The Bridge on the River Kwai (1957)


The Bridge on the River Kwai is a 1957 adventure epic war film directed by David Lean and based on the 1952 novel, of the same name, written by Pierre Boulle.

The film uses the historical setting of the construction of the Burma Railway in 1942-1943.

The cast includes William Holden, Jack Hawkins, Alec Guinness, and Sessue Hayakawa.


In early 1943, British Prisoners of War (POW’s) arrive by train at a Japanese prison camp in Burma. The commandant, Colonel Saito, informs them that all prisoners, regardless of rank, are to work on the construction of a railway bridge over the River Kwai that will help connect Bangkok and Rangoon. The senior British officer, Lieutenant Colonel Nicholson, informs Saito that the Geneva Conventions exempt officers from manual labour. Nicholson later forbids any escape attempts because they had been ordered by headquarters to surrender, and escapes could be seen as defiance of orders.

At the morning assembly, Nicholson orders his officers to remain behind when the enlisted men march off to work. Saito threatens to have them shot, but Nicholson refuses to back down. When Major Clipton, the British medical officer, warns Saito there are too many witnesses for him to get away with murder, Saito leaves the officers standing all day in the intense heat. That evening, the officers are placed in a punishment hut, while Nicholson is locked in an iron box.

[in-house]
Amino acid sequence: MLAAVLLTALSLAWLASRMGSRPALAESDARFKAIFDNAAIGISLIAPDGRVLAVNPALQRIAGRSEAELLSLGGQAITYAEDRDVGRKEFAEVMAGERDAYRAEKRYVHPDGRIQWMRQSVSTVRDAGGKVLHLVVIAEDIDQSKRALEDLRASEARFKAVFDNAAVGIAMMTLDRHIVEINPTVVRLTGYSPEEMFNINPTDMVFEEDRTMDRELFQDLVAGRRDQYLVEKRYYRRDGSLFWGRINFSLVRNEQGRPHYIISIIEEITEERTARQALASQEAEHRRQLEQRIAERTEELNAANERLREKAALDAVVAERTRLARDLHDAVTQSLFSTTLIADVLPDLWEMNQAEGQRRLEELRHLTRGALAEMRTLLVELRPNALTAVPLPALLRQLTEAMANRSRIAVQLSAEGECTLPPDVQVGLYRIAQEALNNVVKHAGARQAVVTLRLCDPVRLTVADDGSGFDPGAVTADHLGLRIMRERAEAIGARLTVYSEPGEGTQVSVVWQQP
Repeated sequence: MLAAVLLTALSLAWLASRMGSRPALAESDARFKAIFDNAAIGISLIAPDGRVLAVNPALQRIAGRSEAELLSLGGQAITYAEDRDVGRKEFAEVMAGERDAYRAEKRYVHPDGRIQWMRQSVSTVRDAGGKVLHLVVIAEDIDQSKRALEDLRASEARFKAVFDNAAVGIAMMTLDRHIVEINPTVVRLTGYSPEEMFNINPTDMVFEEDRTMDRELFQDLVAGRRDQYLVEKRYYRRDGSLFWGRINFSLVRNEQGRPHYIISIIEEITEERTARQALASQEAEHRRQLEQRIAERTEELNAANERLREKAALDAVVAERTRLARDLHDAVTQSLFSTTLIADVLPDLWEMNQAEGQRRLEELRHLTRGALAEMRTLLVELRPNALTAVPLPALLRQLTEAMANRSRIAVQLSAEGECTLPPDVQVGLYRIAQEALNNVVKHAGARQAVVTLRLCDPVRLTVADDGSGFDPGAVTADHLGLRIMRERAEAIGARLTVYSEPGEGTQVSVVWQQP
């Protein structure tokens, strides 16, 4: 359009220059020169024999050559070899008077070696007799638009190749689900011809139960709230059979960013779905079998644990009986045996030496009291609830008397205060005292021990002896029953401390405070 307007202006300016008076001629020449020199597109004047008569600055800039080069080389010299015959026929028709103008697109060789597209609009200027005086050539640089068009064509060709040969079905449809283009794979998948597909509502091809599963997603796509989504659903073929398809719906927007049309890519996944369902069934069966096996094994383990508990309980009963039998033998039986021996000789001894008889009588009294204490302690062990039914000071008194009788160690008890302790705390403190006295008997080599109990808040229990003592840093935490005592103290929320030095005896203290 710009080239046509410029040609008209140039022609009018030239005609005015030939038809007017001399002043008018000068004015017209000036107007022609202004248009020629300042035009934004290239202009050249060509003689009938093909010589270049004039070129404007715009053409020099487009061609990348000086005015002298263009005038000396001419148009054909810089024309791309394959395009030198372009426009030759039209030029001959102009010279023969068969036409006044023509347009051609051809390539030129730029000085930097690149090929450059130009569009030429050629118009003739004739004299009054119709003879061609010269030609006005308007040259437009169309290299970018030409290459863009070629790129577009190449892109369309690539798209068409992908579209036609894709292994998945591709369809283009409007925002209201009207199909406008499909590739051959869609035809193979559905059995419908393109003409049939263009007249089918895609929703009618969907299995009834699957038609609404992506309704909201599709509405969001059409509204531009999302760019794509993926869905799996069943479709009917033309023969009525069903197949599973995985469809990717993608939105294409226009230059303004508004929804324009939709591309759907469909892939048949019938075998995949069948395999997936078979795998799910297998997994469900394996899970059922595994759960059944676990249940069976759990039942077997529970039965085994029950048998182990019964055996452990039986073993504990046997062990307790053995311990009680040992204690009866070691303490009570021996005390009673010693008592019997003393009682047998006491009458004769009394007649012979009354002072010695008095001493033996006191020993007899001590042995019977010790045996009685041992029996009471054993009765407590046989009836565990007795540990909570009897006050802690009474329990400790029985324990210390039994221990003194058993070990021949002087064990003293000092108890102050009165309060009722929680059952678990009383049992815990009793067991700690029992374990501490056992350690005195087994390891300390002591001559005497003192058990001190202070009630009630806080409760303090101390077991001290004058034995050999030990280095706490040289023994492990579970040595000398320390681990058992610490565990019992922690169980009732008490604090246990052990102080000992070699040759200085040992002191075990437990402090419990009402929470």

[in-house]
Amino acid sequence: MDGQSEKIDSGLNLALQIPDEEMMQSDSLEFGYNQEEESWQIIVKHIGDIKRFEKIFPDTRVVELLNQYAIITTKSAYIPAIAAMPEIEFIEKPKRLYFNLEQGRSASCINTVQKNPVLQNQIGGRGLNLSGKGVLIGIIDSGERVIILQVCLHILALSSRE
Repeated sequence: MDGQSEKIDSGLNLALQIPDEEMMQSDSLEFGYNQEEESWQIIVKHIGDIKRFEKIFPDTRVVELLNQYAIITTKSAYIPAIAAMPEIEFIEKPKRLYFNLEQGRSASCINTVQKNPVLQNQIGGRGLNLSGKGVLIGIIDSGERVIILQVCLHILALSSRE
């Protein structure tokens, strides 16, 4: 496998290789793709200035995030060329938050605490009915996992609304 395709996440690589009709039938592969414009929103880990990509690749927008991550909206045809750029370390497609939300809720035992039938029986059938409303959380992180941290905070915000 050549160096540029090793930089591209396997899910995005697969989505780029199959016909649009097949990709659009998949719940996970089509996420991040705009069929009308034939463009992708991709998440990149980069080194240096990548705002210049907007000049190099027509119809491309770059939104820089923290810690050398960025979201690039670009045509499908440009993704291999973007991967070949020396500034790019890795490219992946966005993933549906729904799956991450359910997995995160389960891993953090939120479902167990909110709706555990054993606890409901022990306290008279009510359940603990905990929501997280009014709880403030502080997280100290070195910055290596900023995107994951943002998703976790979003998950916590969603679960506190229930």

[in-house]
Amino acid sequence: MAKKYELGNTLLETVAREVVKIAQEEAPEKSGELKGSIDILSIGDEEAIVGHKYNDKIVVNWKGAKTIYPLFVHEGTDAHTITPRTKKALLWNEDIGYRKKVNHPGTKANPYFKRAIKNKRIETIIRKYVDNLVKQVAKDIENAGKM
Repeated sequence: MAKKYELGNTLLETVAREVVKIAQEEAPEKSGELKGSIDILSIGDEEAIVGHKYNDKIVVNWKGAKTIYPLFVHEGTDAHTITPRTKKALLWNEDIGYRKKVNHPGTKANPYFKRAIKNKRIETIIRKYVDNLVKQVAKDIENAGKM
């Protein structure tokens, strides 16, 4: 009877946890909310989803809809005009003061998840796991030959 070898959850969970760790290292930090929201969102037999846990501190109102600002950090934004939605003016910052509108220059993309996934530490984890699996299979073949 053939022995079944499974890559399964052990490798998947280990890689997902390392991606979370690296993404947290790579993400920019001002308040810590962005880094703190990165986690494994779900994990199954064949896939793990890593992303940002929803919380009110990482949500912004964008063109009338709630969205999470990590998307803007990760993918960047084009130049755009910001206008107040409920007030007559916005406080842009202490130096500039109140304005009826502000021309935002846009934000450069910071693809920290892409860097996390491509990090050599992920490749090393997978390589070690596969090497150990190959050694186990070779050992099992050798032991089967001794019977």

Meanwhile, three prisoners attempt to escape. Two are shot dead, but United States Navy Lieutenant Commander Shears gets away, although wounded. He wanders half-dead into a Siamese village, where he is nursed back to health before completing his escape downstream and eventually to the British colony of Ceylon.

Meanwhile, the prisoners work as little as possible and sabotage whatever they can. Should Saito fail to meet his deadline, he would be obliged to commit ritual suicide. Desperate, he uses the anniversary of Japan’s 1905 victory in the Russo-Japanese War as an excuse to save face and announces a general amnesty, releasing Nicholson and his officers and exempting them from manual labour.

Nicholson is shocked by the poor job being done by his men. Over the protests of some of his officers, he orders Captain Reeves and Major Hughes to design and build a proper bridge, in order to maintain his men’s morale and pride in their professionalism. As the Japanese engineers had chosen a poor site, the original construction is abandoned and a new bridge begun downstream.

Shears is enjoying his hospital stay in Ceylon when British Major Warden invites him to join a mission to destroy the bridge before it is useful to Japanese forces. Shears is so appalled he confesses he is not an officer; he impersonated one, expecting better treatment from the Japanese. Warden responds that he already knew and that the American Navy agreed to transfer him to the British to avoid embarrassment. Realising he has no choice, Shears “volunteers”.